County schools qualify for new STEM courses
by staff reports
January 10, 2013 12:00 AM | 2393 views | 0 0 comments | 7 7 recommendations | email to a friend | print
Georgia Department of Education officials announced Wednesday that five of Cherokee County’s six high schools are eligible to receive funding for new STEM-focused Advanced Placement courses.

The eligible Cherokee County schools are: Creekview, Etowah, River Ridge, Sequoyah and Woodstock.

Those five are among 31 Georgia high schools selected by the College Board for the new AP STEM Access program, which was created to increase the number of minority and female high school students who participate in AP courses related to science, technology, engineering and math disciplines that prepare students for college-level studies.

“I couldn’t be more thrilled to see this many Georgia high schools selected to expand access to Advanced Placement courses,” State School Superintendent Dr. John Barge said in the Wednesday release. “Advanced Placement courses offer the rigor and relevance we need to ensure students are ready for whatever they choose to do after high school. Having more access for our students to take courses in the STEM fields will help us meet students’ needs and the expectations of colleges and employers. I encourage all of these schools to apply so more students have this access.”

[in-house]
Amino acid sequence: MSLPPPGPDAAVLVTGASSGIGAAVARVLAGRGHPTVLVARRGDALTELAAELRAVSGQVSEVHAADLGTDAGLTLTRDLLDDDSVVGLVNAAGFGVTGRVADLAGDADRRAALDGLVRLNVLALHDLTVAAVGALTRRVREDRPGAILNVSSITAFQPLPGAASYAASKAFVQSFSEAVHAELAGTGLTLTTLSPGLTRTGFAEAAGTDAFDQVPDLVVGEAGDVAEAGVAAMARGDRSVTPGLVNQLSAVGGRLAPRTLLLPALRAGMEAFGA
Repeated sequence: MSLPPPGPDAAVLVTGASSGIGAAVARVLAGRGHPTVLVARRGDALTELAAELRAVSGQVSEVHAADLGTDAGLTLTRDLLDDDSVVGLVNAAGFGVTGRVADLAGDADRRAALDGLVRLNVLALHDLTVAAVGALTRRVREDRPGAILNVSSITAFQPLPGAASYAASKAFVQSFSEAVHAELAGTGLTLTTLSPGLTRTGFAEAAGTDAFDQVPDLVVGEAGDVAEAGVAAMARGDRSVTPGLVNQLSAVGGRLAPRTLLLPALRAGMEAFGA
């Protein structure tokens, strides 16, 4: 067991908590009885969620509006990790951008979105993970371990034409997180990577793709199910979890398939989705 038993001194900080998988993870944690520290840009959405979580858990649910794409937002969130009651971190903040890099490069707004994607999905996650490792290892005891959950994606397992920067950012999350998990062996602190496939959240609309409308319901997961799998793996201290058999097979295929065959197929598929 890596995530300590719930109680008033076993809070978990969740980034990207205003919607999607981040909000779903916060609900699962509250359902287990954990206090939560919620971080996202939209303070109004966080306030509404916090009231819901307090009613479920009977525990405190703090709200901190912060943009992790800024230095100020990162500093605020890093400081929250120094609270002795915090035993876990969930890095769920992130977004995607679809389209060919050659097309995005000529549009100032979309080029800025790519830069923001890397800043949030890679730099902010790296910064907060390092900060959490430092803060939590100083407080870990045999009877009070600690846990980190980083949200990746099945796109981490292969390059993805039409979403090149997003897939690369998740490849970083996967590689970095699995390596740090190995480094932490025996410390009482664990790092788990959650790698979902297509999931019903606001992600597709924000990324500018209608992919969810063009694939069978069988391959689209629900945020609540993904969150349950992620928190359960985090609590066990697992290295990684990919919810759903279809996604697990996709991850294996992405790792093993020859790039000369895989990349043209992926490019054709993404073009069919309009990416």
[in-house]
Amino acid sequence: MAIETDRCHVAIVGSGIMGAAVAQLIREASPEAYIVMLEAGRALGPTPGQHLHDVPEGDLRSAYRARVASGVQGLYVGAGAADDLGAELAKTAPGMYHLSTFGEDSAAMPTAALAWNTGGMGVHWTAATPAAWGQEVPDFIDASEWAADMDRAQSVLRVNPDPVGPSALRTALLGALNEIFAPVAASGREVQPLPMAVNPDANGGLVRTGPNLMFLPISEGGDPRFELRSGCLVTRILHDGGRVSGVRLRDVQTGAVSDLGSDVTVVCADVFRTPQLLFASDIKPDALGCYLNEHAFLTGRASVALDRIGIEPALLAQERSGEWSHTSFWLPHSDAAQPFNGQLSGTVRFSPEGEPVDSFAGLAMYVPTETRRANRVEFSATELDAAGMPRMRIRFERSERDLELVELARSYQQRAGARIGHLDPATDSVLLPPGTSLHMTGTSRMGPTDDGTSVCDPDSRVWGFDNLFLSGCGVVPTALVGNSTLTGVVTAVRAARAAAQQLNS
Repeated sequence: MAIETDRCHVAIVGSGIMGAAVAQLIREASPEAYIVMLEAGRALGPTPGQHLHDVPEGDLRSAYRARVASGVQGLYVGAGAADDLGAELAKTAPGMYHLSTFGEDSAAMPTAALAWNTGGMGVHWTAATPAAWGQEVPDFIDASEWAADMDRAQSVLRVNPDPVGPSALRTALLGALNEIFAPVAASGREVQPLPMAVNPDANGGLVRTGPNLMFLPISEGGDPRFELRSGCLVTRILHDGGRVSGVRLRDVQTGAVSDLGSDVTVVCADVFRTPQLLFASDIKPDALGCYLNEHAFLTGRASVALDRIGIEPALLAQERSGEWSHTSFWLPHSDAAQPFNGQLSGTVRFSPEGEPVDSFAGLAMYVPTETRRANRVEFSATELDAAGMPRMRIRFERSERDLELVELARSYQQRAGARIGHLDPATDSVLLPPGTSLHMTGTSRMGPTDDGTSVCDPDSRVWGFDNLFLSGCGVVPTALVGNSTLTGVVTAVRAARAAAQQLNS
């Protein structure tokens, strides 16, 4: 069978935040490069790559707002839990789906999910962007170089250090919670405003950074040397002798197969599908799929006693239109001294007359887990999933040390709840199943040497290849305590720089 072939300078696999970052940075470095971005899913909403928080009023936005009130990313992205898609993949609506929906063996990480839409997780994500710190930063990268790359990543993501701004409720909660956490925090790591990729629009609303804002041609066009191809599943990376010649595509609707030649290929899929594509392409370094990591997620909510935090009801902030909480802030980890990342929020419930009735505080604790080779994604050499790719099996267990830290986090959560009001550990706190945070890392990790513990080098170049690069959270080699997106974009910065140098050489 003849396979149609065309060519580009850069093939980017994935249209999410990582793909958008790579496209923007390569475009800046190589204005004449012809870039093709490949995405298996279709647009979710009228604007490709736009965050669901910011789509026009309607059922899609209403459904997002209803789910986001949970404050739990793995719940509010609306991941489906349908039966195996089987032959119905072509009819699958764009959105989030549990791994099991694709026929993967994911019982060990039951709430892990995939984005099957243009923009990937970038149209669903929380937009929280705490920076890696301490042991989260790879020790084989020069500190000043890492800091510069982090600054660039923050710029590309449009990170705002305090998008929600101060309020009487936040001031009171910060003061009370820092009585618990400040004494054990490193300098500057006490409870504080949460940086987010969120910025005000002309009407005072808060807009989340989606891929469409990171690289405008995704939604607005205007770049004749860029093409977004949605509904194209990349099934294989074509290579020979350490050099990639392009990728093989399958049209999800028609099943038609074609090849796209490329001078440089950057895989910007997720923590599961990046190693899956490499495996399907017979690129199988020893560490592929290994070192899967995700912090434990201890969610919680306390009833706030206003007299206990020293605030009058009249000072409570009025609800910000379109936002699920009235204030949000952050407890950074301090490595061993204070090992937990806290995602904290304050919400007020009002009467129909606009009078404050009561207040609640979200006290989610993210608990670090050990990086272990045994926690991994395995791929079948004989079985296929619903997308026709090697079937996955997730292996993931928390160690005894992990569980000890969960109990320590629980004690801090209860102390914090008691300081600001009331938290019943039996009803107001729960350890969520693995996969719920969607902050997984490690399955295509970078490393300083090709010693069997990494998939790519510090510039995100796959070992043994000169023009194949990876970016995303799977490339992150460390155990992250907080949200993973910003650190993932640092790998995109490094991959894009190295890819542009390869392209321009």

According to the release, the qualifying public schools were chosen because they have historically had a population of underrepresented students who were academically prepared for an AP STEM course that is not offered by the school.

The 31 qualifying Georgia high schools are part of more than 800 public schools from across the country being invited to apply for the AP STEM Access program, which is supported by a $5 million grant from Google as part of the company’s Global Impact Awards to DonorsChoose.org.

The program aims to encourage traditionally underrepresented minority and female students who demonstrate strong academic potential to enroll and explore these areas of study and related careers.

Students who took AP math and science were more likely than non-AP students to earn degrees in physical science, engineering and life science disciplines — the fields leading to some of the careers essential for America’s future prosperity, according to research. The correlation is particularly strong among African American, Hispanic/Latino and female students, the research showed.

Participating schools will start the new AP math and science courses in fall 2013 and will make a commitment to offer these new AP courses for a minimum of three years, allowing the courses to become an integral part of the overall array of AP course offerings within the school.
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